Many kids are aware of online dangers and know not to give personal information to someone they met online.  For instance, kids should never give phone numbers, full names, addresses and such to an online stranger – even if that online stranger seems to be a nice guy (they can be *very* tricky).  Even grownups with many years of “life experience” can be tricked by these guys (the bad guys can be very cunning and clever).  But what you may not know is that any personal information you give to someone you *do* know online can sometimes be obtained by strangers.  This means Facebook posts, Twitter tweets, and even your email or contact list can be obtained by people you do not know.

Google confirmed this week that they fired one of their workers because the employee was reading teenagers email, chat logs, and their private contact lists.  It was discovered that David Barksdale, who worked for Google in Kirkland, Washington, was reading teenagers private information and then teasing those teenagers about what he discovered.  Some of the information David was illegally reading was very private an embarrassing to the teenagers.  Since David was dumb enough to taunt the teenagers, he was easily caught when one of the teenager’s parents called Google and complained.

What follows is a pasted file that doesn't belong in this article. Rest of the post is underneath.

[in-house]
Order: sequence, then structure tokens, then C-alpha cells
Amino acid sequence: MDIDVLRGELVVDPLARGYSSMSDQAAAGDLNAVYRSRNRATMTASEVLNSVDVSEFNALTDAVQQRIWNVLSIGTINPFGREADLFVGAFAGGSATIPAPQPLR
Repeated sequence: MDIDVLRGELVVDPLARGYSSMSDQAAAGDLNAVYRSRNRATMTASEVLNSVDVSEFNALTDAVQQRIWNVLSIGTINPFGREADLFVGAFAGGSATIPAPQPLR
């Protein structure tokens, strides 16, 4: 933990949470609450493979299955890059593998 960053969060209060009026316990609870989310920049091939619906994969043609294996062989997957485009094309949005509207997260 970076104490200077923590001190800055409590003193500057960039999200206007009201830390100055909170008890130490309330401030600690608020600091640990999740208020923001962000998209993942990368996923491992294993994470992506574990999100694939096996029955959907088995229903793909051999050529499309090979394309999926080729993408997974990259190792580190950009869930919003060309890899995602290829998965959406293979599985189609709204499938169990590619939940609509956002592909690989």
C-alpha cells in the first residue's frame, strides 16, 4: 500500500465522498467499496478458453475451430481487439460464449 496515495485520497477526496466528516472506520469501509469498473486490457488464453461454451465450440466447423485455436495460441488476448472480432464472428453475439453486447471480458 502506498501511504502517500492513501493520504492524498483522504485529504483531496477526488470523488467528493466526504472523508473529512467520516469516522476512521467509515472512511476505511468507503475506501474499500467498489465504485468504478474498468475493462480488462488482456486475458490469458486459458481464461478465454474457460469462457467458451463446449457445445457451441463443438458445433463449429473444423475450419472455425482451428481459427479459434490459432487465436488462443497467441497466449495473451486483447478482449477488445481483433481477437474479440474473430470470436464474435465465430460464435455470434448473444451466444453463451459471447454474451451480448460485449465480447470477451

You should note that David Barksdale was caught because he openly bragged about what he had done (he taunted the teenagers). If he had kept quiet about it, he probably would have never been caught and could have used that information to hurt the teenagers.

Online information such as email, chat logs, Facebook posts (even private ones), Facebook private chats, Twitter tweets, and any other information that is transmitted or stored on the Internet, is accessible by employees of the company or bad guys that have broken into their online business and stolen that personal information.  There are even ways for a a bad guy to sit in a car and “sniff” the wireless signal from your house to capture your personal and private information.

You should always be careful about what you post or send online.  In addition, you should understand that something that might not be embarrassing to you now, could be embarrassing to you when you grow up and could even make it hard for you to find a good job (example: pictures that you know your parents would not be happy about).  Don’t just assume that things you put on the Internet can only be seen by the people you know.